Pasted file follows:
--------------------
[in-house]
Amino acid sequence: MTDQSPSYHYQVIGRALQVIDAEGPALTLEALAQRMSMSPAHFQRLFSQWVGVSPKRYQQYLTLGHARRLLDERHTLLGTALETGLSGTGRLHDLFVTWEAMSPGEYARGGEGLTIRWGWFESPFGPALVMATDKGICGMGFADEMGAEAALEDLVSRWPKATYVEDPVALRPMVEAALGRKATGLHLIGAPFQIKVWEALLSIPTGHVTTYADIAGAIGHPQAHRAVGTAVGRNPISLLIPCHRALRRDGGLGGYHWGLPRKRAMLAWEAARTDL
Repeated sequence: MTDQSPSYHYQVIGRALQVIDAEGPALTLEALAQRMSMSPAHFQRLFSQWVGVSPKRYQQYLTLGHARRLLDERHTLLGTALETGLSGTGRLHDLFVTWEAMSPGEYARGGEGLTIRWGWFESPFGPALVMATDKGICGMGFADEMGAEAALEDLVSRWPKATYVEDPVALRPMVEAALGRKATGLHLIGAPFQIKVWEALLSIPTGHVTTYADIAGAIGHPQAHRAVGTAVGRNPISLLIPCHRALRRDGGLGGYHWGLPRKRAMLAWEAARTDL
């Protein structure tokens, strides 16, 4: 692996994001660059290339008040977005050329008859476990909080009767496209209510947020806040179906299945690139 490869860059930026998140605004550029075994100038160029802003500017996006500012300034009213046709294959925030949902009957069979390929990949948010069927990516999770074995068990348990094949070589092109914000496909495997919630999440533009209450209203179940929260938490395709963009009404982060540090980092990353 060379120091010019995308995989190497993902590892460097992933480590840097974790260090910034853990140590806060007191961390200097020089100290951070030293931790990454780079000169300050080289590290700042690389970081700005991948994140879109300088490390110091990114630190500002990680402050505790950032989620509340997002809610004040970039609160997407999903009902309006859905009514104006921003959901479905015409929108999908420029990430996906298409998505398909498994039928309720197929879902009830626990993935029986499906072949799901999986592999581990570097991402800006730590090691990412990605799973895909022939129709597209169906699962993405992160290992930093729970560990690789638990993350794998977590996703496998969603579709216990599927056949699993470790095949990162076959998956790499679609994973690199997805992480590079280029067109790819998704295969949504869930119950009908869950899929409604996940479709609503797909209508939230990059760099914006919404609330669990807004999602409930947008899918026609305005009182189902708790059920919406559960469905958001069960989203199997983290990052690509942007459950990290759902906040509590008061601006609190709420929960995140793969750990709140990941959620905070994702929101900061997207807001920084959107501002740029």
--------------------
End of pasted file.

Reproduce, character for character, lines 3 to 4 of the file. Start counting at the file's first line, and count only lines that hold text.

Repeated sequence: MTDQSPSYHYQVIGRALQVIDAEGPALTLEALAQRMSMSPAHFQRLFSQWVGVSPKRYQQYLTLGHARRLLDERHTLLGTALETGLSGTGRLHDLFVTWEAMSPGEYARGGEGLTIRWGWFESPFGPALVMATDKGICGMGFADEMGAEAALEDLVSRWPKATYVEDPVALRPMVEAALGRKATGLHLIGAPFQIKVWEALLSIPTGHVTTYADIAGAIGHPQAHRAVGTAVGRNPISLLIPCHRALRRDGGLGGYHWGLPRKRAMLAWEAARTDL
């Protein structure tokens, strides 16, 4: 692996994001660059290339008040977005050329008859476990909080009767496209209510947020806040179906299945690139 490869860059930026998140605004550029075994100038160029802003500017996006500012300034009213046709294959925030949902009957069979390929990949948010069927990516999770074995068990348990094949070589092109914000496909495997919630999440533009209450209203179940929260938490395709963009009404982060540090980092990353 060379120091010019995308995989190497993902590892460097992933480590840097974790260090910034853990140590806060007191961390200097020089100290951070030293931790990454780079000169300050080289590290700042690389970081700005991948994140879109300088490390110091990114630190500002990680402050505790950032989620509340997002809610004040970039609160997407999903009902309006859905009514104006921003959901479905015409929108999908420029990430996906298409998505398909498994039928309720197929879902009830626990993935029986499906072949799901999986592999581990570097991402800006730590090691990412990605799973895909022939129709597209169906699962993405992160290992930093729970560990690789638990993350794998977590996703496998969603579709216990599927056949699993470790095949990162076959998956790499679609994973690199997805992480590079280029067109790819998704295969949504869930119950009908869950899929409604996940479709609503797909209508939230990059760099914006919404609330669990807004999602409930947008899918026609305005009182189902708790059920919406559960469905958001069960989203199997983290990052690509942007459950990290759902906040509590008061601006609190709420929960995140793969750990709140990941959620905070994702929101900061997207807001920084959107501002740029």